The Foundation had the decorators in. Painters nuzzled at windows like bees at a lavender bush; on one of the corner spires workmen spanked copper sheeting into place; the other spire was finished and now its rich metal waited for the subduing verdigris; meanwhile an elderly man was poised at its pinnacle tinkering with a fresh-gilt weathercock; a fuzz of scaffolding blurred the right-hand corner of the building, but even the sections with which the workmen had finished were not exactly clean-lined, so lavish had the architect been with terra-cotta swags and ornaments. It was curious to think of ultramodern, no-nonsense Reuben Kelly toiling away behind those curlicues. Better not tell the lady that one knows him—it'll only cause further complications in an already tedious and embarrassing mission. With a tiny groan Pibble drove himself across the flattened remains of bindweed and trefoil to the porch.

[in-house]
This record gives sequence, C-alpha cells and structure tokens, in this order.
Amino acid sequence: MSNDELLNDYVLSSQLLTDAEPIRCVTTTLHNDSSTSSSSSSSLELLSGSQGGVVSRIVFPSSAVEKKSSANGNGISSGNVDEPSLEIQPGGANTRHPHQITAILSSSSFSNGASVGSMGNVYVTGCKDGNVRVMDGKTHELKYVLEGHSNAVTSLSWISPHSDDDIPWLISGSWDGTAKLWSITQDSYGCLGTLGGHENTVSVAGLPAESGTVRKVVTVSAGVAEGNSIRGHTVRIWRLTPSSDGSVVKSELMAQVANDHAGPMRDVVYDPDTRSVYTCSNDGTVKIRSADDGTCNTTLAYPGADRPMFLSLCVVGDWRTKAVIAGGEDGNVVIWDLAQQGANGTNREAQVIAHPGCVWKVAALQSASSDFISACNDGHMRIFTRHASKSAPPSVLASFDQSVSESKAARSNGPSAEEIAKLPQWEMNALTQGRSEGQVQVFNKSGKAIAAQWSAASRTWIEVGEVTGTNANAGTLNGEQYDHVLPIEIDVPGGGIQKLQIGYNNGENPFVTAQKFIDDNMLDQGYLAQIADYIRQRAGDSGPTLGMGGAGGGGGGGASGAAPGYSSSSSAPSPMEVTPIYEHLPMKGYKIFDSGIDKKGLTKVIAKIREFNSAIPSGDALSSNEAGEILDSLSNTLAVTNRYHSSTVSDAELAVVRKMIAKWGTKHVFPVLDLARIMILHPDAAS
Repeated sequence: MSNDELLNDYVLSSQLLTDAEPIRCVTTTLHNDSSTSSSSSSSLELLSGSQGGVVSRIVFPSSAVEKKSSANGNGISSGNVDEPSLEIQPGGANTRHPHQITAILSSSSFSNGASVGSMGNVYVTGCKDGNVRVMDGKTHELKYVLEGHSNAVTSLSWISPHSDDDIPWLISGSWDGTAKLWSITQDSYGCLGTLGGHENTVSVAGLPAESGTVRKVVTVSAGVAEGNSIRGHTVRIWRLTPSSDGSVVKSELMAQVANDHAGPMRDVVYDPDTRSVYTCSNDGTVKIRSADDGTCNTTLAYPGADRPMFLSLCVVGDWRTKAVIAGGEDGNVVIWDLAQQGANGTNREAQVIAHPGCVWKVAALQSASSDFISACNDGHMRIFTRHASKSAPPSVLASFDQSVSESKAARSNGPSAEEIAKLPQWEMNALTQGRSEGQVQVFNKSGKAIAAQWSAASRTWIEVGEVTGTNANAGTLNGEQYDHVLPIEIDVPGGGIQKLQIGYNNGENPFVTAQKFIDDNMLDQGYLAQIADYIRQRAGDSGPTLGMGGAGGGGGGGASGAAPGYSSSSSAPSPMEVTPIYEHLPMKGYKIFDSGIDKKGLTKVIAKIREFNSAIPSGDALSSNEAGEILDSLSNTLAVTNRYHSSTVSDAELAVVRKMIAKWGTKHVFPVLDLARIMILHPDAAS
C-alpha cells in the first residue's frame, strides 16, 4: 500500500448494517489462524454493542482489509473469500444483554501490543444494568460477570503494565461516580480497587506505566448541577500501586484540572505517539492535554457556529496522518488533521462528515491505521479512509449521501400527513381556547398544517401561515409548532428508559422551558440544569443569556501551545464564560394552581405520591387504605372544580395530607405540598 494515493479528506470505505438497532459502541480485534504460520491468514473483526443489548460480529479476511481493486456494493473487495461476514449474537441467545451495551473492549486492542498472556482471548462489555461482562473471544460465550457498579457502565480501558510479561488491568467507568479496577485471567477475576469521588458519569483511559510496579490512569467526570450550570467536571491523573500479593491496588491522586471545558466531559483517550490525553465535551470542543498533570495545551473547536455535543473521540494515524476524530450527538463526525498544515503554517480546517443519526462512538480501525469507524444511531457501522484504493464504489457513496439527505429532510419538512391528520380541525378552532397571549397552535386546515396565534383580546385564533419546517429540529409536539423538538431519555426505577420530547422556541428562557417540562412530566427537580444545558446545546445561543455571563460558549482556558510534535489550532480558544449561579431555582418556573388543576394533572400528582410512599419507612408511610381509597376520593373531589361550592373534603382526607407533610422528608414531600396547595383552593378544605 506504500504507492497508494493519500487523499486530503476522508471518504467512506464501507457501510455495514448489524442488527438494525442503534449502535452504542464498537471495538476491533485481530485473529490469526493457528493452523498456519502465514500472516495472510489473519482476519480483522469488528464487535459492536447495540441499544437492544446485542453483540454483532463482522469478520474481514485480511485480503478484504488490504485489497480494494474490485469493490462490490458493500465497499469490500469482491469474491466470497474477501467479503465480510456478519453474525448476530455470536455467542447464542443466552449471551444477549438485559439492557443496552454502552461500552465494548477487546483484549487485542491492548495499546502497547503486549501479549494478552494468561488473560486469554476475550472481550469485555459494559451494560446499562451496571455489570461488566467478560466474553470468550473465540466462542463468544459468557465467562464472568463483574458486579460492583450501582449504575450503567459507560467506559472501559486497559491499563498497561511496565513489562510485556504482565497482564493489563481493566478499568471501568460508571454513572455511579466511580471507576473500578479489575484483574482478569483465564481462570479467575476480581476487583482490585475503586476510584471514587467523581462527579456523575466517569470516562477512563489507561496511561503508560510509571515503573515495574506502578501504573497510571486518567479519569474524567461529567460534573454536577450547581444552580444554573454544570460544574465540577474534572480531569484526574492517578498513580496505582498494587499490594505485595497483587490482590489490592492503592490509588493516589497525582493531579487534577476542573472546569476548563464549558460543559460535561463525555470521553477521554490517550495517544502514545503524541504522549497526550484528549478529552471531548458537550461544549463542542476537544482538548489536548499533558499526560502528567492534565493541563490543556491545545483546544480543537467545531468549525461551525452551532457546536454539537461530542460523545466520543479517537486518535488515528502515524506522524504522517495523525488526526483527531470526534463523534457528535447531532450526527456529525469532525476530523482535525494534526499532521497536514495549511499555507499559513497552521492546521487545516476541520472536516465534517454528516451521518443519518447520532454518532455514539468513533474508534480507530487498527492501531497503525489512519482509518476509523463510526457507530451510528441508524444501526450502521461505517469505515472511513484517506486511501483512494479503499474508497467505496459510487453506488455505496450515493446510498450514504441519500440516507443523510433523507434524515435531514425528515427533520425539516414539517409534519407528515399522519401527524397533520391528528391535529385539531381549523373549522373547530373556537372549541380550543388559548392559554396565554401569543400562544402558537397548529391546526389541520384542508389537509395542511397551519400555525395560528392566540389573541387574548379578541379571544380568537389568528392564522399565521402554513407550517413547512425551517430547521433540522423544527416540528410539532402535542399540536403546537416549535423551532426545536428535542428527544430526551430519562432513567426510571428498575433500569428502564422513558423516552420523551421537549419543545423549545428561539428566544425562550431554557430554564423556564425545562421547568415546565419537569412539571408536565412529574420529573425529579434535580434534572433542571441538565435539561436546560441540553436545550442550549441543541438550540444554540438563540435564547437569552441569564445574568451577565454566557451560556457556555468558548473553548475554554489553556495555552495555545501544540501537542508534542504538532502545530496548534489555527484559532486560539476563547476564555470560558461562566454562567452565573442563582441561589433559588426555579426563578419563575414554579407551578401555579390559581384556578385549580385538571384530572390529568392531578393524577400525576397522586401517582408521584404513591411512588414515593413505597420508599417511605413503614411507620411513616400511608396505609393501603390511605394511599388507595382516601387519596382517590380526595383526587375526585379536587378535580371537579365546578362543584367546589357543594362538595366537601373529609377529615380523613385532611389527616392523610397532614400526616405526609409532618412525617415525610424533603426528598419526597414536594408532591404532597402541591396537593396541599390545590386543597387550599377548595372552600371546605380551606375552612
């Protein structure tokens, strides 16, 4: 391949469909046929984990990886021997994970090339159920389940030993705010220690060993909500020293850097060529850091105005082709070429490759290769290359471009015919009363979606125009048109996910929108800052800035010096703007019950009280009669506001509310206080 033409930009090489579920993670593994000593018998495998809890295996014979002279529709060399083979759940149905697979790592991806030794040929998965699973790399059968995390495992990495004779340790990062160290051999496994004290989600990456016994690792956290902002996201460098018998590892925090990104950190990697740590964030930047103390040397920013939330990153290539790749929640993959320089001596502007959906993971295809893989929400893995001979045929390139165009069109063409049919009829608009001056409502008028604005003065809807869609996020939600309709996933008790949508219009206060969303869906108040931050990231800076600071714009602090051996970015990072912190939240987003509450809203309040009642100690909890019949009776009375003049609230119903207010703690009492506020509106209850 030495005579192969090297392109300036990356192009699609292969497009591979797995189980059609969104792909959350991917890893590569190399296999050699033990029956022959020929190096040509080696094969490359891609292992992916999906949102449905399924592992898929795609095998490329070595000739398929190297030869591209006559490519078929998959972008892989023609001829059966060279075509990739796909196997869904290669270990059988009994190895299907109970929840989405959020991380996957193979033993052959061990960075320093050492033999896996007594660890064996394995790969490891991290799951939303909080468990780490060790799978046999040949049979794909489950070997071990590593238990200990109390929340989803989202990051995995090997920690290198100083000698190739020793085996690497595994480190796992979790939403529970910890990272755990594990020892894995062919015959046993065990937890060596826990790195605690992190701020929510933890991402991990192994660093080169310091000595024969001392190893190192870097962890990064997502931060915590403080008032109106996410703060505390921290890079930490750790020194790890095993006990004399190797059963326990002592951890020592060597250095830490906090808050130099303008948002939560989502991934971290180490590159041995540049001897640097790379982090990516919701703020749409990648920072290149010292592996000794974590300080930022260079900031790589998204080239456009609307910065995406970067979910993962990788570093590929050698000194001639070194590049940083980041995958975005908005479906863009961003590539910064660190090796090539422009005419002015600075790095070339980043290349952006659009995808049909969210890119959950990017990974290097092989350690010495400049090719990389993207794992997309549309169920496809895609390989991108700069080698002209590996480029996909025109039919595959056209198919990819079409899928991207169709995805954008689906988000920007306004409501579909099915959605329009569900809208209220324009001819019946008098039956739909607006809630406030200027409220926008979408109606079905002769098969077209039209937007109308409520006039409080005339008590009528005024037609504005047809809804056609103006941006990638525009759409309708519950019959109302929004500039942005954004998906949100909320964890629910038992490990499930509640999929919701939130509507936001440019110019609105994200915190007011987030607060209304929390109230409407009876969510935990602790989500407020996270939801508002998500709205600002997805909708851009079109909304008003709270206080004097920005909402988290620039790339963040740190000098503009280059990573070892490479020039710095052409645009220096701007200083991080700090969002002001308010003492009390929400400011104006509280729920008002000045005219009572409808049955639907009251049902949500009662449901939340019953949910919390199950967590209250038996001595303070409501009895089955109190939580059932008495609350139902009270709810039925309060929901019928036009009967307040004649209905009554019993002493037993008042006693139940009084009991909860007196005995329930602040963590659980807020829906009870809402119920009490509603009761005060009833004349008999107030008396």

Drab November made it so dark under the arch that he had to peer for a bell or knocker; but before he had located either the hinges moaned and the door swung slowly open as if this had been the opening sequence of Aunt of Dracula. Inside, instead of the predictable Gothic gloom and chill, the air was almost sultry and the colours jazzy but impersonal. Below a huge sweep of carved wooden stairs a solitary figure slept on a modern settee. Wooden pillars sprang from the op art carpet to the wedding cake plasterwork of the ceiling. The total effect was as if some minor hall at the Victoria and Albert had been commandeered and redecorated to be an airlines terminal. Even the sleeper had the look of someone who has fallen asleep not because he needs the rest but because the world has become too boring to stay awake in; so he sleeps here, now, regardless.